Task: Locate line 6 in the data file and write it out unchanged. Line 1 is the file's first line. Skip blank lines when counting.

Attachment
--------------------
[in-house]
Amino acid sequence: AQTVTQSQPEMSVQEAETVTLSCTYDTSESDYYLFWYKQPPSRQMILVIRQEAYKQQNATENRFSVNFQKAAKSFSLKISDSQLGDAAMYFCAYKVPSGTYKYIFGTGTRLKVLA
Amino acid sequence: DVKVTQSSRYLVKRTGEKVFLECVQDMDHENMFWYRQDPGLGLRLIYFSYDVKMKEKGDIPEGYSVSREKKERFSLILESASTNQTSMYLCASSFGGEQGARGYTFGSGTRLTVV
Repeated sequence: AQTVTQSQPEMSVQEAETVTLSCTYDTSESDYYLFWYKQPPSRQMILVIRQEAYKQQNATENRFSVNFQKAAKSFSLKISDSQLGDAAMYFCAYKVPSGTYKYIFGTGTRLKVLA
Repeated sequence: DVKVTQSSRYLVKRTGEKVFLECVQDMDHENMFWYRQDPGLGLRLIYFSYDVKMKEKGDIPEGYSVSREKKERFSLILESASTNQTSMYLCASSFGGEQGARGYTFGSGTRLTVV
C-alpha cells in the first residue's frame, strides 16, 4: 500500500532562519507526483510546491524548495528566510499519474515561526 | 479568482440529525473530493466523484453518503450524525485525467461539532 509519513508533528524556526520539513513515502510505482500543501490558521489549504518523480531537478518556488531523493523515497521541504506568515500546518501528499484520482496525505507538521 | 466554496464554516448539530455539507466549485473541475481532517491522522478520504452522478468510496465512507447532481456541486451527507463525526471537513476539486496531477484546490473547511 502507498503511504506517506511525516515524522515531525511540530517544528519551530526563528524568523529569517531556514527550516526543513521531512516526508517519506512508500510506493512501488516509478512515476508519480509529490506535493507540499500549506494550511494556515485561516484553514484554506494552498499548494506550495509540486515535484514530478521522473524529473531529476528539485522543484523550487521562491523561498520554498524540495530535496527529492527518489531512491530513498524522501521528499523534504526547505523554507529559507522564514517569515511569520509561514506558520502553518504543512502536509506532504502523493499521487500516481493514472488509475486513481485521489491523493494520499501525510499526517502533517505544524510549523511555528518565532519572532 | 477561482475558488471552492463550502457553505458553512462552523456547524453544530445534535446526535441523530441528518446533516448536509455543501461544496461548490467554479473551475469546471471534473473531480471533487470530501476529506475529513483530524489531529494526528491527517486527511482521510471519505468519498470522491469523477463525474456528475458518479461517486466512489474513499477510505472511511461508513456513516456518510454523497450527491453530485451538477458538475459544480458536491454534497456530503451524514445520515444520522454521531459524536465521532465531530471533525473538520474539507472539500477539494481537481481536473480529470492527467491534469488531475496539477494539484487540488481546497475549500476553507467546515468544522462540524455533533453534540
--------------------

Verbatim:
C-alpha cells in the first residue's frame, strides 16, 4: 500500500532562519507526483510546491524548495528566510499519474515561526 | 479568482440529525473530493466523484453518503450524525485525467461539532 509519513508533528524556526520539513513515502510505482500543501490558521489549504518523480531537478518556488531523493523515497521541504506568515500546518501528499484520482496525505507538521 | 466554496464554516448539530455539507466549485473541475481532517491522522478520504452522478468510496465512507447532481456541486451527507463525526471537513476539486496531477484546490473547511 502507498503511504506517506511525516515524522515531525511540530517544528519551530526563528524568523529569517531556514527550516526543513521531512516526508517519506512508500510506493512501488516509478512515476508519480509529490506535493507540499500549506494550511494556515485561516484553514484554506494552498499548494506550495509540486515535484514530478521522473524529473531529476528539485522543484523550487521562491523561498520554498524540495530535496527529492527518489531512491530513498524522501521528499523534504526547505523554507529559507522564514517569515511569520509561514506558520502553518504543512502536509506532504502523493499521487500516481493514472488509475486513481485521489491523493494520499501525510499526517502533517505544524510549523511555528518565532519572532 | 477561482475558488471552492463550502457553505458553512462552523456547524453544530445534535446526535441523530441528518446533516448536509455543501461544496461548490467554479473551475469546471471534473473531480471533487470530501476529506475529513483530524489531529494526528491527517486527511482521510471519505468519498470522491469523477463525474456528475458518479461517486466512489474513499477510505472511511461508513456513516456518510454523497450527491453530485451538477458538475459544480458536491454534497456530503451524514445520515444520522454521531459524536465521532465531530471533525473538520474539507472539500477539494481537481481536473480529470492527467491534469488531475496539477494539484487540488481546497475549500476553507467546515468544522462540524455533533453534540